A History of World Vision
By Minister Gail Thompson
I’m attempting in this blog, not just to write a history of World Vision, but to get behind the heartbeat of the organisation. As a charity motivated by Christian faith, World Vision aims to make a positive difference to the lives of the world’s most vulnerable children as an expression of God’s love.
I’m moved by the grace, compassion and generous affection shown to the imperfect, poor and broken by evangelist and war correspondent Dr. Bob Pierce. In 1947, while travelling China and Korea, Bob Pierce saw an opportunity to fulfil what he saw as his social responsibility as a child of God. An encounter with a teacher, Tena Hoelkedoer, was the turning point for what became a worldwide organisation dedicated to well-being of all people: particularly vulnerable children.
Tena introduced Bob Pierce to the abandoned child White Jade. Bob Pierce gave Tena his last five dollars and agreed to send the same amount each month to help her care for her. White Jade was the first recipient of Pierce's generosity: three years later, out of the heart of that single evangelist, World Vision was born.
It must have been a profound experience for Bob Pierce to communicate the simple outworking of faith to the people he was amongst, and particularly White Jade. There was tremendous simplicity, yet power, in that relationship. Since then, World Vision has brought hope to many millions of children.
World Vision prides itself on a community development model. It encourages self-reliance and small-scale enterprise among rural communities, the internally displaced and refugees. The charity also works with governments and local businesses alike to strengthen advocacy efforts on issues related to child marriage, trafficking, labour, and the sexual exploitation of women and children.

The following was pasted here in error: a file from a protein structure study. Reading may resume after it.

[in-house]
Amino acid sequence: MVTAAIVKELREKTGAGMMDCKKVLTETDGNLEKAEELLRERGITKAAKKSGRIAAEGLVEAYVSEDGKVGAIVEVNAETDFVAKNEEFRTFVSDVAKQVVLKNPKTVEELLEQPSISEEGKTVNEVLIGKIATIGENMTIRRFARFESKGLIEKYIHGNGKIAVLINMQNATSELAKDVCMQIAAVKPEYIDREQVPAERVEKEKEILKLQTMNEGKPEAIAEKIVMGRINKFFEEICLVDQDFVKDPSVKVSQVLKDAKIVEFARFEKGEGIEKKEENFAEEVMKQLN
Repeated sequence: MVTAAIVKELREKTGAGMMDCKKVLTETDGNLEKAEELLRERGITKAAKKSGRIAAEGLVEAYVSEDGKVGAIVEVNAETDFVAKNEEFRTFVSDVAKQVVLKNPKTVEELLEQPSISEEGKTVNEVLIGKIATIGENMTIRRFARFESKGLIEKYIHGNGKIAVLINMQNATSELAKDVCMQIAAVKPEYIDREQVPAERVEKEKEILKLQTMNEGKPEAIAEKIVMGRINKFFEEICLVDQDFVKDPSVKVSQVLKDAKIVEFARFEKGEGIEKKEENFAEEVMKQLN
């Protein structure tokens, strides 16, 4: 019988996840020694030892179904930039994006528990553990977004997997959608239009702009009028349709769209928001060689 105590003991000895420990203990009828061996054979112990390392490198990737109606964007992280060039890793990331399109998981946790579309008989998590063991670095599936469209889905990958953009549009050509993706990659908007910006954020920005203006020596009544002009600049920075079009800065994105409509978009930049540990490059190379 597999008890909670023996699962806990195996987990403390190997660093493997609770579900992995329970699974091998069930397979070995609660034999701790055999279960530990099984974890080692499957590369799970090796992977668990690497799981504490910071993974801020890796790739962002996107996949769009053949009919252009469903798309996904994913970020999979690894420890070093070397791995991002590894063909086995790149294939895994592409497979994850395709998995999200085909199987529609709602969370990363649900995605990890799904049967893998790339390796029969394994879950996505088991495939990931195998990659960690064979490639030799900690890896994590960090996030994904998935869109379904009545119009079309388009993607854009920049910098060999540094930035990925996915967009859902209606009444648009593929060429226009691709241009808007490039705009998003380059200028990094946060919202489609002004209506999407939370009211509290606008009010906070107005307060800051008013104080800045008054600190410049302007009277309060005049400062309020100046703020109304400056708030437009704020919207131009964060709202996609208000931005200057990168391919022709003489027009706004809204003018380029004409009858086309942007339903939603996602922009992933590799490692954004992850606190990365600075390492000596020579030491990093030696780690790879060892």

Supporters and staff are viewed as mediators of love and grace by those on the receiving end. Providing inspiration for lives that have seen and experienced far too much fear. Ronald Reagan once said: "The future doesn't belong to the fainthearted, it belongs to the brave." I have been an ambassador for World Vision UK for approximately nine months and have in that time found only bravery, generosity and universal goodwill.
As individuals, we need to follow in these footsteps: finding and helping to fix the problems that break our heart. We do not need to be wealthy, but merely to act with honour and love.
For their tireless work and dedication, I wish to give true thanks to World Vision UK’s staff, ambassadors, sponsors, donors, and last but not least Dr. Bob Pierce – for leading the way.
May God bless you all.
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In May, World Vision UK held an Ambassador Day. Our ambassador Gail, who attended the day, recounts her experience.
It was a very memorable day, and not a standard Wednesday morning. I was strapped to a guy’s lap circling above the clouds, 13,000 feet in the air. Feeling weirdly calm, I looked out the window and imagined that the white canvas beneath me was merely a sheet of snow covering the ground, obscuring me from the reality of what I was about to do.
At the start of the year we asked to bloggers write about what their children last needed and what this meant to them. We were delighted with the inspirational posts that came back.
What was the last thing your child needed? This New Year, World Vision asks bloggers to think about the most recent thing their children needed.
Bharti, Age 5
Phun, Age 2
Sargis, Age 12
Jeremiah Joseph, Age 2
Bintu M, Age 7
Terezia Yohana, Age 7
Nil, Age 7
Reaksa, Age 3
Ravikant, Age 7
Mim, Age 5
Gladis Rosibel, Age 10
Mariama, Age 6
Ream, Age 8
Tida, Age 11
Sophon, Age 1
Shreemoti Konika, Age 4
Nazahatou, Age 7
Izaki John, Age 10
Enma Leticia, Age 1
Meshaki Stanley, Age 11